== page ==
Conclusions: Collectively, we show that preadipocytes, but not in vitro differentiated adipocytes, represent a model system to reveal gender differences with clinical importance for metabolic disease status. In particular preadipocytes of females maintain enhanced mitochondrial flexibility, as demonstrated by pronounced responses of ATP-linked respiration to glucose.[Hide abstract]
|Deletion of myeloid IRS2 enhances adipose tissue function and limits obesityMacrophages sit at the core of obesity-associated inflammation. Insulin receptor substrate 2 (IRS2) signaling in macrophages may mediate divergent biological outputs, but to date, the precise balance of such effects in metabolic physiology is unknown. Rached and colleagues generated mice with myeloid-restricted deletion of Irs2. Macrophages from these animals showed a broad anti-inflammatory phenotype when exposed to inflammatory mediators. Furthermore, these animals showed improved insulin sensitivity and a resistance to weight gain on a high fat diet associated with increased brown adipose tissue function and increased white adipose tissue browning at ambient temperature.|
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Objective: Sympathetic nervous system and immune cell interactions play key roles in the regulation of metabolism. For example, recent convergent studies have shown that macrophages regulate obesity through brown adipose tissue (BAT) activation and beiging of white adipose tissue (WAT) via effects upon local catecholamine availability. However, these studies have raised issues about the underlying mechanisms involved including questions regarding the production of catecholamines by macrophages, the role of macrophage polarization state and the underlying intracellular signaling pathways in macrophages that might mediate these effects.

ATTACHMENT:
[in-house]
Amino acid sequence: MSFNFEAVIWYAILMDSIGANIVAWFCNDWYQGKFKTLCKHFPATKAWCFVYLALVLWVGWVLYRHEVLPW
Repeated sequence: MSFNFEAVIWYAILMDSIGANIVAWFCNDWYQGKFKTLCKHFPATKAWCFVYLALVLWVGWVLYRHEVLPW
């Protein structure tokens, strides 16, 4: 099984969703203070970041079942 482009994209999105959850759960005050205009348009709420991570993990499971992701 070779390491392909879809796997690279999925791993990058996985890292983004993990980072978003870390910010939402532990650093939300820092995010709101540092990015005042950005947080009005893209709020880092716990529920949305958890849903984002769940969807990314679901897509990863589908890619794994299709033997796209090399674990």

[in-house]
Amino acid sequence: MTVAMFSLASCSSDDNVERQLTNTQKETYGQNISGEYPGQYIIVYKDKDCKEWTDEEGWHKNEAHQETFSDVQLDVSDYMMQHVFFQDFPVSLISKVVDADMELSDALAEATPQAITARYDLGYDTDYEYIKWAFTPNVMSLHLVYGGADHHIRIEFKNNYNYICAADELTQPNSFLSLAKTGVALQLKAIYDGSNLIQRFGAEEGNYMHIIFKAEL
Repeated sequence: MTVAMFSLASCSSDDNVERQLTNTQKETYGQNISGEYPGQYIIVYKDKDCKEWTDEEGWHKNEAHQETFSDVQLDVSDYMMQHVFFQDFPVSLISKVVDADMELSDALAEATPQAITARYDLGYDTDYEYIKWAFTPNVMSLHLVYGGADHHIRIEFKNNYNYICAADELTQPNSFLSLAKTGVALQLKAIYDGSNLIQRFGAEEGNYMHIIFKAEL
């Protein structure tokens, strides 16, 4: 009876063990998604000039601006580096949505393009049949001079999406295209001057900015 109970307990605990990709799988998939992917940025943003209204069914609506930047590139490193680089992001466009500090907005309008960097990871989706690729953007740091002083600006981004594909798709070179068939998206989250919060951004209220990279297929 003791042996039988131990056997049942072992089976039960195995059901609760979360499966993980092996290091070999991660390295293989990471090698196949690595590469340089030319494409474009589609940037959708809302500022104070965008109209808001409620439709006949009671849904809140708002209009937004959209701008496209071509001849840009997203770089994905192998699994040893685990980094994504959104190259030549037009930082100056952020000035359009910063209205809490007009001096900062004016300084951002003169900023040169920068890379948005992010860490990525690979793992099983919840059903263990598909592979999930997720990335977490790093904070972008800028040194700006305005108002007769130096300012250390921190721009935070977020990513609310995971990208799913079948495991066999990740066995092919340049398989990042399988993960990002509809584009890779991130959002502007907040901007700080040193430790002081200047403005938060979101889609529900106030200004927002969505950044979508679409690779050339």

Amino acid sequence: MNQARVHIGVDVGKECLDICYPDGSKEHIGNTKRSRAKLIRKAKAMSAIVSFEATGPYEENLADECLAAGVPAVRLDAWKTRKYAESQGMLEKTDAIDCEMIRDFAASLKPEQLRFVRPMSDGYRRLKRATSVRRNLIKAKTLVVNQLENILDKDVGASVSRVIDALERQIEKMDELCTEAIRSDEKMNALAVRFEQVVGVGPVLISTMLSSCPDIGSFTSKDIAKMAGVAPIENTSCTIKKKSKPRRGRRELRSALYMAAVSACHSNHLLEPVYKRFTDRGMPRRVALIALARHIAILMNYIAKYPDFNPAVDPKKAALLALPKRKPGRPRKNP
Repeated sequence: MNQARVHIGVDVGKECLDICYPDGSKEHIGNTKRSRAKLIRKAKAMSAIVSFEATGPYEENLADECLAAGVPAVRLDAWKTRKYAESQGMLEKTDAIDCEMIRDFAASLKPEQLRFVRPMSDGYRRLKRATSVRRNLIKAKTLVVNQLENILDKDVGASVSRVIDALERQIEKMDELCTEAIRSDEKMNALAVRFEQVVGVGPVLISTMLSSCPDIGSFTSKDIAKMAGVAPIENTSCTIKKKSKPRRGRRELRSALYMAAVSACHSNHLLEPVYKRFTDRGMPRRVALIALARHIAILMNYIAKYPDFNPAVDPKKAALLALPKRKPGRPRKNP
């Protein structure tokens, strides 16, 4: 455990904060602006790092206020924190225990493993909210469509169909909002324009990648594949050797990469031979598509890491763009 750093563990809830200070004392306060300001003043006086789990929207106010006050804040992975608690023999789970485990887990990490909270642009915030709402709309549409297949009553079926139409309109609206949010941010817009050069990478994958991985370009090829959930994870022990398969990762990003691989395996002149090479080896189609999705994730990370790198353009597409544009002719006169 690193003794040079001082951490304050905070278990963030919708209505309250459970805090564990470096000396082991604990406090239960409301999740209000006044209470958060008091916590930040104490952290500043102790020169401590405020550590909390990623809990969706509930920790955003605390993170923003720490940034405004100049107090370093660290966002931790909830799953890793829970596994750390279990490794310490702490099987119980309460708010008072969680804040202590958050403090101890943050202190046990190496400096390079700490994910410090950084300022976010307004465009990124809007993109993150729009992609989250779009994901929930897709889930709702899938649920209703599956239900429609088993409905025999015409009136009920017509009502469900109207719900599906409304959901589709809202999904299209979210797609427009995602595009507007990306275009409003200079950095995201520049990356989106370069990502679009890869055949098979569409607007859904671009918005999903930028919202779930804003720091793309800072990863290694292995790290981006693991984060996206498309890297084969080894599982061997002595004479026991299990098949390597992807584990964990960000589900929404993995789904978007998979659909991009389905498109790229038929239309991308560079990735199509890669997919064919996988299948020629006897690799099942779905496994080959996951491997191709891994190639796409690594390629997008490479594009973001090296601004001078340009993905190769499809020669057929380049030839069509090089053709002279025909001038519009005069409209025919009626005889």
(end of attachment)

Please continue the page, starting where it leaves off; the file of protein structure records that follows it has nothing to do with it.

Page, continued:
Methods: To address such issues we generated mice lacking Irs2, which mediates the effects of insulin and interleukin 4, specifically in LyzM expressing cells (Irs2LyzM−/− mice).
Results: These animals displayed obesity resistance and preservation of glucose homeostasis on high fat diet feeding due to increased energy expenditure via enhanced BAT activity and WAT beiging. Macrophages per se did not produce catecholamines but Irs2LyzM−/− mice displayed increased sympathetic nerve density and catecholamine availability in adipose tissue. Irs2-deficient macrophages displayed an anti-inflammatory transcriptional profile and alterations in genes involved in scavenging catecholamines and supporting increased sympathetic innervation.
Conclusions: Our studies identify a critical macrophage signaling pathway involved in the regulation of adipose tissue sympathetic nerve function that, in turn, mediates key neuroimmune effects upon systemic metabolism. The insights gained may open therapeutic opportunities for the treatment of obesity.[Hide abstract]
|GIP analogs promote body weight lowering through GIPR agonism not antagonismGastric inhibitory polypeptide (GIP), despite its role as a physiological incretin, has failed to advance as a therapeutic agent. The role of GIP to regulate systemic metabolism beyond its direct effect at the endocrine pancreas remains controversial and confusing. Body weight improvements in mice have been attributed to both GIP agonism and antagonism. To specifically address this dichotomy, Mroz et al. systematically investigated the impact of acute and chronic treatment of non-diabetic, genetically wild-type, diet-induced obese mice with GIPR agonists. Their data substantiate GIPR agonism and not antagonism to promote body weight loss in obese rodents.
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Objective: Structurally-improved GIP analogs were developed to determine precisely whether GIP receptor (GIPR) agonism or antagonism lowers body weight in obese mice.
Methods: A series of peptide-based GIP analogs, including structurally diverse agonists and a long-acting antagonist, were generated and characterized in vitro using functional assays in cell systems overexpressing human and mouse derived receptors. These analogs were characterized in vivo in DIO mice following acute dosing for effects on glycemic control, and following chronic dosing for effects on body weight and food intake. Pair-feeding studies and indirect calorimetry were used to survey the mechanism for body weight lowering. Congenital Gipr−/− and Glp1r−/− DIO mice were used to investigate the selectivity of the agonists and to ascribe the pharmacology to effects mediated by the GIPR.